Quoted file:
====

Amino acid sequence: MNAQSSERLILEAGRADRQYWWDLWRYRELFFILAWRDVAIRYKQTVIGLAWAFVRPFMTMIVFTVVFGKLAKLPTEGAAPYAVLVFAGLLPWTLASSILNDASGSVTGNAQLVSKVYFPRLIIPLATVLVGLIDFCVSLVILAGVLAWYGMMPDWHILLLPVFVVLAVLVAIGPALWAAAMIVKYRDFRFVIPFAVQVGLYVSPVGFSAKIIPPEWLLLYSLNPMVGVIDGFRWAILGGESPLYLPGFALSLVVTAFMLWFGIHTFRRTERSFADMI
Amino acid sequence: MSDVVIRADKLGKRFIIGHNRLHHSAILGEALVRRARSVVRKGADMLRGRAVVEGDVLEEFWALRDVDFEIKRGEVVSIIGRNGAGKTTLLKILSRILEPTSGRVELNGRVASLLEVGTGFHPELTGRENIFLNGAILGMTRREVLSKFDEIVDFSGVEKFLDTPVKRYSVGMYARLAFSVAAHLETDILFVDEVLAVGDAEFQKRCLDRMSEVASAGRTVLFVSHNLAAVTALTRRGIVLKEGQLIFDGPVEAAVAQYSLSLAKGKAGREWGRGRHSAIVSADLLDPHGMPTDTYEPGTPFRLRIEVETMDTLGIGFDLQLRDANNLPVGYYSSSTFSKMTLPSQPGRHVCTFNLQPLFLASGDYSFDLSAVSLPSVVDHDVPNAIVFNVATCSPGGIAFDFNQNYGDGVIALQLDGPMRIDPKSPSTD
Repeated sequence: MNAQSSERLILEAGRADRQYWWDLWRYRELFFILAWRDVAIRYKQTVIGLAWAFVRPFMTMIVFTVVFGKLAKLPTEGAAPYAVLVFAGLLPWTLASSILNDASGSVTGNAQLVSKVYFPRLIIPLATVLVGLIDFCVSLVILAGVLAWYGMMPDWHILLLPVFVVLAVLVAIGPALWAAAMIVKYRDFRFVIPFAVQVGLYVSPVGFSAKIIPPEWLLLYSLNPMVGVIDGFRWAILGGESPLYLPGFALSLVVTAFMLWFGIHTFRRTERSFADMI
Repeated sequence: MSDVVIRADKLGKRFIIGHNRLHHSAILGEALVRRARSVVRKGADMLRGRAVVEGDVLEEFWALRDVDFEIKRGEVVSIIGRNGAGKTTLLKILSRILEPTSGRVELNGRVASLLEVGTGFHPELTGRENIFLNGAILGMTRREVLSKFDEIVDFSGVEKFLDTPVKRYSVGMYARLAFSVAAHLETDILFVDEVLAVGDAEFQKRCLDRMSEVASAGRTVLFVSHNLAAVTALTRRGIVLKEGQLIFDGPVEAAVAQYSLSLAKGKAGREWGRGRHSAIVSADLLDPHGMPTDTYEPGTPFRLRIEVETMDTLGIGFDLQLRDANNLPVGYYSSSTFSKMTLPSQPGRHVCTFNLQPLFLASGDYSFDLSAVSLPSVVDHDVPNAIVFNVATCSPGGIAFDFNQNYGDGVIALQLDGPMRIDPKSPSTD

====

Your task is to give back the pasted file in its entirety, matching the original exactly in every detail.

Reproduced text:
Amino acid sequence: MNAQSSERLILEAGRADRQYWWDLWRYRELFFILAWRDVAIRYKQTVIGLAWAFVRPFMTMIVFTVVFGKLAKLPTEGAAPYAVLVFAGLLPWTLASSILNDASGSVTGNAQLVSKVYFPRLIIPLATVLVGLIDFCVSLVILAGVLAWYGMMPDWHILLLPVFVVLAVLVAIGPALWAAAMIVKYRDFRFVIPFAVQVGLYVSPVGFSAKIIPPEWLLLYSLNPMVGVIDGFRWAILGGESPLYLPGFALSLVVTAFMLWFGIHTFRRTERSFADMI
Amino acid sequence: MSDVVIRADKLGKRFIIGHNRLHHSAILGEALVRRARSVVRKGADMLRGRAVVEGDVLEEFWALRDVDFEIKRGEVVSIIGRNGAGKTTLLKILSRILEPTSGRVELNGRVASLLEVGTGFHPELTGRENIFLNGAILGMTRREVLSKFDEIVDFSGVEKFLDTPVKRYSVGMYARLAFSVAAHLETDILFVDEVLAVGDAEFQKRCLDRMSEVASAGRTVLFVSHNLAAVTALTRRGIVLKEGQLIFDGPVEAAVAQYSLSLAKGKAGREWGRGRHSAIVSADLLDPHGMPTDTYEPGTPFRLRIEVETMDTLGIGFDLQLRDANNLPVGYYSSSTFSKMTLPSQPGRHVCTFNLQPLFLASGDYSFDLSAVSLPSVVDHDVPNAIVFNVATCSPGGIAFDFNQNYGDGVIALQLDGPMRIDPKSPSTD
Repeated sequence: MNAQSSERLILEAGRADRQYWWDLWRYRELFFILAWRDVAIRYKQTVIGLAWAFVRPFMTMIVFTVVFGKLAKLPTEGAAPYAVLVFAGLLPWTLASSILNDASGSVTGNAQLVSKVYFPRLIIPLATVLVGLIDFCVSLVILAGVLAWYGMMPDWHILLLPVFVVLAVLVAIGPALWAAAMIVKYRDFRFVIPFAVQVGLYVSPVGFSAKIIPPEWLLLYSLNPMVGVIDGFRWAILGGESPLYLPGFALSLVVTAFMLWFGIHTFRRTERSFADMI
Repeated sequence: MSDVVIRADKLGKRFIIGHNRLHHSAILGEALVRRARSVVRKGADMLRGRAVVEGDVLEEFWALRDVDFEIKRGEVVSIIGRNGAGKTTLLKILSRILEPTSGRVELNGRVASLLEVGTGFHPELTGRENIFLNGAILGMTRREVLSKFDEIVDFSGVEKFLDTPVKRYSVGMYARLAFSVAAHLETDILFVDEVLAVGDAEFQKRCLDRMSEVASAGRTVLFVSHNLAAVTALTRRGIVLKEGQLIFDGPVEAAVAQYSLSLAKGKAGREWGRGRHSAIVSADLLDPHGMPTDTYEPGTPFRLRIEVETMDTLGIGFDLQLRDANNLPVGYYSSSTFSKMTLPSQPGRHVCTFNLQPLFLASGDYSFDLSAVSLPSVVDHDVPNAIVFNVATCSPGGIAFDFNQNYGDGVIALQLDGPMRIDPKSPSTD